This blog is aimed at readers (single/married) from age 25 to 45. The recipe contents will not be what you may be used to at times. As I mentioned before, I cook by texture and smell, and taste so listing measurements is not my strong suit. “Have fun storming the castle!”



* Coconut Curry Veggie Sausage and Pasta

David M Raine curry vegetarian pasta cabbage scallions tofurkey peppers bean sprouts rotini black beans
Vegetarian Curry Sausage and Pasta

Curry is a very exciting and exotic spice to play with. There are many different heat levels, spice blends and colors that make up curry. So far I have only cooked with Thai style curry paste. The options are Red, Yellow, and Green. They are named by the color of the chili peppers used in the blend. The Indian style curry (which I will get into this year) is different in the sense that you don’t necessarily identify it by color. The three major Indian styles are Korma, Madras, and Pasanda. Like I said, I will touch on them after I’ve gone on that adventure! Curry has a lovely, warming quality. It is like an internal hug that squeezes beads of perfumed sweat from your pores. It is amazing with any kind of protein. Now, when you add some thick natural Coconut Cream to the mix, it’s just plain sexy! We’re talking grown folks eating here. This time I used a Green curry paste and my protein was vegetarian tofu sausage. It consists of sliced veggie sausage sautéed with green cabbage, red pepper, black beans, mint leaves, shallots, and mushrooms. It all simmers in coconut cream before being poured over a tri-colored rotini. Then it’s topped with fresh scallions and bean sprouts. See raw ingredients below.




This is an excellent dish to break the first “home date ice”. It’s warm, spicy, filling and exciting to the senses. Its very easy to put together, although it doesn’t look or taste like its easy. That’s another bonus! Success for this dish relies heavy on the finished textures of all the ingredients. For safety, I cook the rotini first alone with all my focus. You NEVER want to serve under or over cooked pasta! Note: Al dente does not mean under cooked. It’s a texture thing. One good way to test any pasta or ice is to occasionally single one piece out of the pot. When you bite into it, you should feel no crunch, but the slightest bit of resistance is good. You should also boil the water in a good amount of salt water. That’s pretty much all the direct salt I will use in this dish. There is enough salt in the other ingredients already. That’s just my opinion. As for the rest of the ingredients…again, its about textures and cooking time. In this dish, the longest cooking time would be for the cabbage. Once the cabbage is cooked over medium heat in either olive or sesame oil for about 2 minutes, you can then add your bell peppers, spicy peppers (if you’re a heat fiend like me), and shallots and cook another 2 minutes. Add the veggie sausage, mushrooms, and black beans. Just about every veggie protein can be eaten raw. Its made from soy and vegetables, so when you add it to a cooked dish, your just allowing it time to absorb your flavors. You’re not cooking it like a meat. There is no “is it done yet?” Then we scoop the green curry in. Add your fresh mint. I learned as a bartender that the oils in herbs are better released when you muddle, or just tear them in pieces. So I ripped each mint leaf in three parts before dropping them into the pan. As soon as the dish takes on the smell of being complete…meaning you feel that you could eat it as is, that’s when you lower the heat to a simmer and add the coconut cream. Let that sit for about another 2 mins, stirring every 30 seconds or so. When the cream starts to bubble right after you stop stirring, then it ready! Put a palm full of rotini in bowl. Then pour the curry dinner over the pasta. Top it with raw chopped scallions and bean sprouts. Invest in good looking bowls. The worst is to go through the love and effort of creating a fantastic dish, then serve it to yourself, or anyone is a chipped up, ugly bowl. I would serve this with a rose in the Spring, or a hearty Australian red blend in the Fall. In the Winter and Summer, a nice Porter or boozy IPA brew will do the trick nicely!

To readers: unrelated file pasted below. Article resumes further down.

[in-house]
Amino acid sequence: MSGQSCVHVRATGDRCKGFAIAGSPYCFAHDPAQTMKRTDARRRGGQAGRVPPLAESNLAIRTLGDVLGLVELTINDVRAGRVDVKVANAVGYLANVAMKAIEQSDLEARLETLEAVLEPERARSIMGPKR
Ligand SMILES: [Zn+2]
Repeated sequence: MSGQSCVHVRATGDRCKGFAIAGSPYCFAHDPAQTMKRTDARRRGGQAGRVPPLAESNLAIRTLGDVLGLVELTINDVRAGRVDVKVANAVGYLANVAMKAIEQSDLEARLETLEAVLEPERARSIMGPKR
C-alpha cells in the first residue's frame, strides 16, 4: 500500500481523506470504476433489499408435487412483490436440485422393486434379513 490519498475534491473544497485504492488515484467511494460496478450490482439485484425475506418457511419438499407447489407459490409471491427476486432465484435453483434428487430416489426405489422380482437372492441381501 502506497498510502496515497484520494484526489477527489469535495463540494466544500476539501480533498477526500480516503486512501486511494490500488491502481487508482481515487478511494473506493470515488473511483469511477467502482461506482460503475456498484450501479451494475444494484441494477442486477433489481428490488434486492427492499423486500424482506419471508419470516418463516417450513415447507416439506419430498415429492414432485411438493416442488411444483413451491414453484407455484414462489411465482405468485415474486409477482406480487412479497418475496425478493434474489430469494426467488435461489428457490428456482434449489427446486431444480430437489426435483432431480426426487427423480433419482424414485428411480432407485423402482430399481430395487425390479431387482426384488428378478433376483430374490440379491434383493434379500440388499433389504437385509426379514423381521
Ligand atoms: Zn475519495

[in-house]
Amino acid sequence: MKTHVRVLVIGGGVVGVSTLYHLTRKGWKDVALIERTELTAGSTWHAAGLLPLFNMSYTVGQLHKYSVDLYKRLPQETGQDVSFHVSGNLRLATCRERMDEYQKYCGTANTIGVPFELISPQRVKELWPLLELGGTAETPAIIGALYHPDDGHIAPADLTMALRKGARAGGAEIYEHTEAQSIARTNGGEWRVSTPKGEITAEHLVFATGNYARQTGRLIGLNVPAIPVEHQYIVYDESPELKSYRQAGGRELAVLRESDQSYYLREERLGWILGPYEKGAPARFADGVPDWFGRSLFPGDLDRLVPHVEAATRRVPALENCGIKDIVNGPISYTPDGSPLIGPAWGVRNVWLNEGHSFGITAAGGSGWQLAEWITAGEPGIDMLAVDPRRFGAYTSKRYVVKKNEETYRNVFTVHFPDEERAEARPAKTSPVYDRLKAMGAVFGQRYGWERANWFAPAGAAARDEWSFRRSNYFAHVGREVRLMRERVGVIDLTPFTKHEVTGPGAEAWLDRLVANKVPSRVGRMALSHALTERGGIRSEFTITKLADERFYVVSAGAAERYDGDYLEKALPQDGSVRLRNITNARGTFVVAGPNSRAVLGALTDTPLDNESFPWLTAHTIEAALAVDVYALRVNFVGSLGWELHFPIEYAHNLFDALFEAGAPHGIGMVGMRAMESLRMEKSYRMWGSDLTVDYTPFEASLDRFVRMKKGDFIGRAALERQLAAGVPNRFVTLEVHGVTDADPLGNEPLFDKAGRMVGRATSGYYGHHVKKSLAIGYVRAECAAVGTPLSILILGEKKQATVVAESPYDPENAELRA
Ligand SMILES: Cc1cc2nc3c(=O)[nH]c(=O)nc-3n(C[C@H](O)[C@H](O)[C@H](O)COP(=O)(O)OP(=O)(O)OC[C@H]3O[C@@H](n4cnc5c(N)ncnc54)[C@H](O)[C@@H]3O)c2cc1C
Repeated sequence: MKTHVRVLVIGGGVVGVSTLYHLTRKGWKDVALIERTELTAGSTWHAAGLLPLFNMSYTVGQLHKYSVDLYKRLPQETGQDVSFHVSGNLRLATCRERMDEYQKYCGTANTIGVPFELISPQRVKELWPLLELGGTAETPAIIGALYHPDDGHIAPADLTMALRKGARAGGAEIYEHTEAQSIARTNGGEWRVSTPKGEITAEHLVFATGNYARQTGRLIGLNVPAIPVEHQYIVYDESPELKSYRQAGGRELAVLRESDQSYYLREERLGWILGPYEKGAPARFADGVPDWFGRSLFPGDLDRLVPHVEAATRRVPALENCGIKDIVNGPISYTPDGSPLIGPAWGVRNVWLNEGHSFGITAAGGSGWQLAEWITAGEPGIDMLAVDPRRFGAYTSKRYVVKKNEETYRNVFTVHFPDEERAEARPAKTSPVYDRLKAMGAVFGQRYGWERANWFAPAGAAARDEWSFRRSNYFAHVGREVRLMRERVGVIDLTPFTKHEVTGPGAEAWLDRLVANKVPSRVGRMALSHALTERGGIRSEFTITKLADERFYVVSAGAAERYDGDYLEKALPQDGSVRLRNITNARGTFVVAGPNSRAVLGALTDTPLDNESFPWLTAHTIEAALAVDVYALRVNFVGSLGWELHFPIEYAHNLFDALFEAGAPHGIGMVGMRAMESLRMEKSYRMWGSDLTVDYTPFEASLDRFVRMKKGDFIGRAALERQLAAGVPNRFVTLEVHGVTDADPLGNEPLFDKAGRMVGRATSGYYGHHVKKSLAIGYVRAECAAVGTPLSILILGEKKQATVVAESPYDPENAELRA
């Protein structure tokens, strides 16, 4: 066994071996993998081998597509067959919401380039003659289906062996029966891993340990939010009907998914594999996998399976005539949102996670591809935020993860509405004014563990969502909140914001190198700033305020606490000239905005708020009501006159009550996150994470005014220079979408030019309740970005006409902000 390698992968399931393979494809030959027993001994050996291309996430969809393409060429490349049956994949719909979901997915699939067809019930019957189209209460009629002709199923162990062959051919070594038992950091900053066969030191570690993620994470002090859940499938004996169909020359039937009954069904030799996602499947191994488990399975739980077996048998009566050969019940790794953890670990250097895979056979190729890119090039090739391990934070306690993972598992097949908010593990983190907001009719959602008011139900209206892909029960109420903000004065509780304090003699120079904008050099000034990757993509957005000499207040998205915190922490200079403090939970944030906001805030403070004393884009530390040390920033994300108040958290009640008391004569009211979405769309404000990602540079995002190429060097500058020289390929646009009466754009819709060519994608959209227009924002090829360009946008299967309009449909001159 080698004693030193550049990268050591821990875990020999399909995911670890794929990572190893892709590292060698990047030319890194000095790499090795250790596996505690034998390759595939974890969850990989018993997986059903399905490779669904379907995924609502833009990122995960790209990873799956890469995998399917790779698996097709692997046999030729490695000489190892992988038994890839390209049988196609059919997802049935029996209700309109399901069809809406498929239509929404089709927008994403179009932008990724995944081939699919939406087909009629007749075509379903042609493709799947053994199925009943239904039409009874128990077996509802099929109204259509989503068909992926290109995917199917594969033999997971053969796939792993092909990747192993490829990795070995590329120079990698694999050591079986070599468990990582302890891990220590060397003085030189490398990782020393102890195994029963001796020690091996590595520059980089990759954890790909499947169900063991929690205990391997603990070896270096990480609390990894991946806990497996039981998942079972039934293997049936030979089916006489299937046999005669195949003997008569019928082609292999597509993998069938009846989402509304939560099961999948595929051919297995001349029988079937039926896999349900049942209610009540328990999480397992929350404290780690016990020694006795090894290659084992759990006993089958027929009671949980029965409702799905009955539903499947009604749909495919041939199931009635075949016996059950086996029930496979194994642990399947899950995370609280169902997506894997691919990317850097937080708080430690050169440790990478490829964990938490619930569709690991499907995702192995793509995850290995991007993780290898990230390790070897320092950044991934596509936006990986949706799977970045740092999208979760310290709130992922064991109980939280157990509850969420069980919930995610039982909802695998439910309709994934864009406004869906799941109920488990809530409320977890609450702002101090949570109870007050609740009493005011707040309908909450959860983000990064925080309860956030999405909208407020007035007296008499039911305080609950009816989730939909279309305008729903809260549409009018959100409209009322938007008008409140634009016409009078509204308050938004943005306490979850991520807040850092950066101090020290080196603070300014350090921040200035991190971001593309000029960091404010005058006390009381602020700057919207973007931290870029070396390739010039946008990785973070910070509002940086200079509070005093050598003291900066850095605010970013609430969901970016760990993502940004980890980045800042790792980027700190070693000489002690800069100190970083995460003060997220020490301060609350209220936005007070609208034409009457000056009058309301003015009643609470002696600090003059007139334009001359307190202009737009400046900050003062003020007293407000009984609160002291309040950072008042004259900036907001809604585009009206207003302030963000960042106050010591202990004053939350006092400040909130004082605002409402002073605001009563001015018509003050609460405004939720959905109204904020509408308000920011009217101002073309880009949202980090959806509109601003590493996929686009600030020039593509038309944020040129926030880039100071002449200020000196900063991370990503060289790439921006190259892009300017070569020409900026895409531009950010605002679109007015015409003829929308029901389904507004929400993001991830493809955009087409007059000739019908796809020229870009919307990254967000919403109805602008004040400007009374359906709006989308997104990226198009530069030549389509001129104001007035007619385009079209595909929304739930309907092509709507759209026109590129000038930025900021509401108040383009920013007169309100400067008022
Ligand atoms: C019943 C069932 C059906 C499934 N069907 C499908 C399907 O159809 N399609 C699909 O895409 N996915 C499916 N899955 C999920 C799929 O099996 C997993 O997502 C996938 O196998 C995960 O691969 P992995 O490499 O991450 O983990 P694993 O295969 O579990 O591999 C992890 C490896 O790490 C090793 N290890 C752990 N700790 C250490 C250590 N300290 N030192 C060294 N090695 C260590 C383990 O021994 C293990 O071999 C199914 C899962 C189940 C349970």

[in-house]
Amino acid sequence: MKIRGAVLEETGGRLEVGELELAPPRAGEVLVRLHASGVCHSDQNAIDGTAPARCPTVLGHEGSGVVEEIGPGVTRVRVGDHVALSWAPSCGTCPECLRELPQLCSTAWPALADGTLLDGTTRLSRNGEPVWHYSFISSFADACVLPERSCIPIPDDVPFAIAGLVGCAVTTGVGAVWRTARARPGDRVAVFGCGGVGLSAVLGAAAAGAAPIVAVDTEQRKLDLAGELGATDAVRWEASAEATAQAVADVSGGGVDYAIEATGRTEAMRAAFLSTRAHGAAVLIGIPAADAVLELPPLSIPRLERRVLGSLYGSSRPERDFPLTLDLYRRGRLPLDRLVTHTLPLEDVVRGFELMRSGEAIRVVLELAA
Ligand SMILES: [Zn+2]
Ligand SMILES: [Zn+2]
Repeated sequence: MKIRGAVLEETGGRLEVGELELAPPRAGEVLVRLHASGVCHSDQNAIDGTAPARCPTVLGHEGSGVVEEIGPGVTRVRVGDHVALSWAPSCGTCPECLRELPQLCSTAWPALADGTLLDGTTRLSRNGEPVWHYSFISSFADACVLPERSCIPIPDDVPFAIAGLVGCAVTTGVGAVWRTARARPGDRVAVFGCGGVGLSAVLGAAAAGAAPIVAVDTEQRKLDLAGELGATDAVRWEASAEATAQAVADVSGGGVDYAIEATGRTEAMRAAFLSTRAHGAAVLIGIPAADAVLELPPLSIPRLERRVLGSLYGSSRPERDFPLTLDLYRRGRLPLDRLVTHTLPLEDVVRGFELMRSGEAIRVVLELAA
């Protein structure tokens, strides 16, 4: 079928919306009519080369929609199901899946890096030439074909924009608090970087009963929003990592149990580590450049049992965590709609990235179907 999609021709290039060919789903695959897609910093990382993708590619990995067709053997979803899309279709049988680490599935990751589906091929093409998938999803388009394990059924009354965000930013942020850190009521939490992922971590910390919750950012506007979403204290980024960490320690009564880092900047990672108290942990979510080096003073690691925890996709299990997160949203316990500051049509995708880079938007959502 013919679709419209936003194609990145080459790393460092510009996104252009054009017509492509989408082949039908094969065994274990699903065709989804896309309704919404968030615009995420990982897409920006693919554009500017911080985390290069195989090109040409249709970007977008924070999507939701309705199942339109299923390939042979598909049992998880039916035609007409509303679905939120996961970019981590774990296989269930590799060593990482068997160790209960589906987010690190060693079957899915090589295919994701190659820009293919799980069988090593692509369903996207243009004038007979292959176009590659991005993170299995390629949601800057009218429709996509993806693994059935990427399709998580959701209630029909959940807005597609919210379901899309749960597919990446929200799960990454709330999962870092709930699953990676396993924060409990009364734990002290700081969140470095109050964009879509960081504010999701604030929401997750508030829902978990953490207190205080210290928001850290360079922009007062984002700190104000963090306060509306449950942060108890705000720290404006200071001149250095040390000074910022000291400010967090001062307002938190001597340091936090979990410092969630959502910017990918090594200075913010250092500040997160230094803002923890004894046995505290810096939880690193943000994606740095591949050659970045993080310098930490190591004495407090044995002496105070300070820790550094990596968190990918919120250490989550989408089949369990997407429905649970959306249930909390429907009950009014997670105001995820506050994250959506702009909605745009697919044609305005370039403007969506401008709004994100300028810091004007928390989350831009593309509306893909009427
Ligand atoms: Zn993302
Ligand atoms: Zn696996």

*Tempeh Steak and Vegetable Rice

David M Raine steak tempeh peppers greens collard vegetables brown rice dinner class cooking chef vegetarian delicious plating asian southern
Tempeh Steak with Collard Greens and Vegetable Brown rice

I am a BIG fan of tempeh. It is just as versatile as tofu. It can be eaten raw, seasoned like steak, chicken, and pork. It’s a brilliant option for clean protein and the texture is closer to meat, than tofu is. For this dish, I handled the tempeh like a piece of steak.